Last updated on December 6th, 2021
Our site is reader supported, this means we may earn a small commission from Amazon and other affiliates when you buy through links on our site.
When it comes to burning wood in a wood-burning stove or open fire, it is essential that you only use what is known as seasoned wood. Seasoned logs have a low moisture content, which means the fire burns efficiently, and with dry firewood, you will get the best combustion and it gives you the best heat output.
It is important to note that just adding more wood to a stove will not give more heat, it is burning the firewood with the correct moisture content and with the stove set to the most efficient setting in terms of allowing air into the stove. This makes it the most efficient and gives the most heat output.
What moisture content should wood be?
Firewood moisture content should be between 10% and 20%, any higher and the fire will not be as efficient as it struggles to boil the water content in the logs before it can burn the logs.
It is also worth noting that it is now illegal to sell logs with a moisture content higher than 20% unless you sell more than 2 cubic meters of it, and to which you have to provide instructions to the customer on how to season wood. I also have instructions on how to do this further down.
For anyone with space to buy unseasoned firewood in bulk, this can be much more affordable, but the downside is that it can take between 1 and 2 years to season the firewood so that the water content is less than 20%.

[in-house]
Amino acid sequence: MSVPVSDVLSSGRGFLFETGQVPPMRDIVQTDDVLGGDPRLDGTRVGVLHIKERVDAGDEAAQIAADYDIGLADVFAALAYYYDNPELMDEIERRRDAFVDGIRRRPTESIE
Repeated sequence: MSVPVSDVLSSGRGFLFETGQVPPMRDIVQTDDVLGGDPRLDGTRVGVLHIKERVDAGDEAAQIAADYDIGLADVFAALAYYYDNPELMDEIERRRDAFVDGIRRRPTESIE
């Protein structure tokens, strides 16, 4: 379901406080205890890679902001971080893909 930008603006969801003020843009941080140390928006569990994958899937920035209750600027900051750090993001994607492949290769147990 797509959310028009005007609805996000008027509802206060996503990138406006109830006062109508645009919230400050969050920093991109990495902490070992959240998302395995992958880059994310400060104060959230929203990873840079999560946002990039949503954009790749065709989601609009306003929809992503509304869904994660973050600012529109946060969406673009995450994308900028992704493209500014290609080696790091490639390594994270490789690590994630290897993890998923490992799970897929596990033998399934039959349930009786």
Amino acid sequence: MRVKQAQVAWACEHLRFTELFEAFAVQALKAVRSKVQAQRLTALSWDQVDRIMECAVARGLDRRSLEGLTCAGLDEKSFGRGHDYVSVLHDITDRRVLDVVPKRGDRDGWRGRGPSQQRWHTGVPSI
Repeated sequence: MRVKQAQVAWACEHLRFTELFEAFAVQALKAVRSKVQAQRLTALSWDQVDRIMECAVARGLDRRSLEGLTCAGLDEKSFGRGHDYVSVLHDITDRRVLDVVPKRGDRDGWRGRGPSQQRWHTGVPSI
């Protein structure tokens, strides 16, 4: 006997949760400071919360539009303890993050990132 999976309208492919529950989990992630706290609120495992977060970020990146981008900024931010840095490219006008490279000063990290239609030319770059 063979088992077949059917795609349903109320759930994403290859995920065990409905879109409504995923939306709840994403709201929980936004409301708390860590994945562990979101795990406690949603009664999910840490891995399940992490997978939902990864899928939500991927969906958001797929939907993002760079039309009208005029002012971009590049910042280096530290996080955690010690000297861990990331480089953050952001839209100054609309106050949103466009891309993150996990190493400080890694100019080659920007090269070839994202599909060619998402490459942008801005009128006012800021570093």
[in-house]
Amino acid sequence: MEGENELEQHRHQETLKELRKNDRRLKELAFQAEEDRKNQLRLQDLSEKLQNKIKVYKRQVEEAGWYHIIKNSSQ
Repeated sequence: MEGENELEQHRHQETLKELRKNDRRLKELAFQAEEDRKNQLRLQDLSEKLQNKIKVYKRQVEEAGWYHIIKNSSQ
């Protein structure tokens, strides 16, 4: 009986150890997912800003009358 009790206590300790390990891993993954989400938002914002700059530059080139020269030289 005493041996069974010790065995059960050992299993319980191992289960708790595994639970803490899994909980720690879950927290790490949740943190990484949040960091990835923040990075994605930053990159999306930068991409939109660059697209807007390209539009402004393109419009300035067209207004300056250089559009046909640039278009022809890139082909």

If you buy firewood in small bags, such as from garden centers, petrol stations, or even specialist firewood retailers, you will notice it is now sold as seasoned firewood. This means that it should be ready to use straight away, but I always recommend checking the moisture content yourself before burning any logs.
How to measure the moisture content in firewood
So if you have firewood ready, it is always a good idea to check if the wood has a moisture content between 10% and 20%. This is easily done by investing in a good moisture meter which costs about the price of a couple of bags of logs. It’s a worthy investment and makes checking the moisture content in wood quick and easy.
Most moisture meters have LCD screen/led indicators that will give a reading of the moisture content. The model I use above just has LEDs that light up green when the moisture content is below 20% and then it goes to amber or red the more moisture there is in the wood.
Simply insert the two pins into the firewood (it is worth noting there are a few models that do have pins). It will then give a simple reading of the moisture content, ideally between 10-20%. You should also check several sides of the log to get a fair reading.
If the firewood is not fully seasoned then you need to season the firewood for longer until the moisture content is less than 20%.
Can firewood be too dry?
Firewood can actually be too dry, although it’s not very common to get firewood with a moisture content of less than around 8%. If it is too dry, the wood will burn too quickly and cause the flue to cool at the same time, making the fire less efficient. However, you can still burn them, it’s just not as efficient and they will burn more quickly.
How to tell if the firewood is too dry if you don’t have a moisture meter
If you don’t have a moisture meter there are a few ways to help you decide if your firewood is probably ready to burn.
Firstly any freshly cut logs will not be ready to burn. Hardwood often takes up to 2 years to dry out properly and wood such as pine takes around a year so you will have to season your firewood for at least a year if not longer. Sometimes with pine, it can dry in around 6 months if prepared in spring and stored over summer.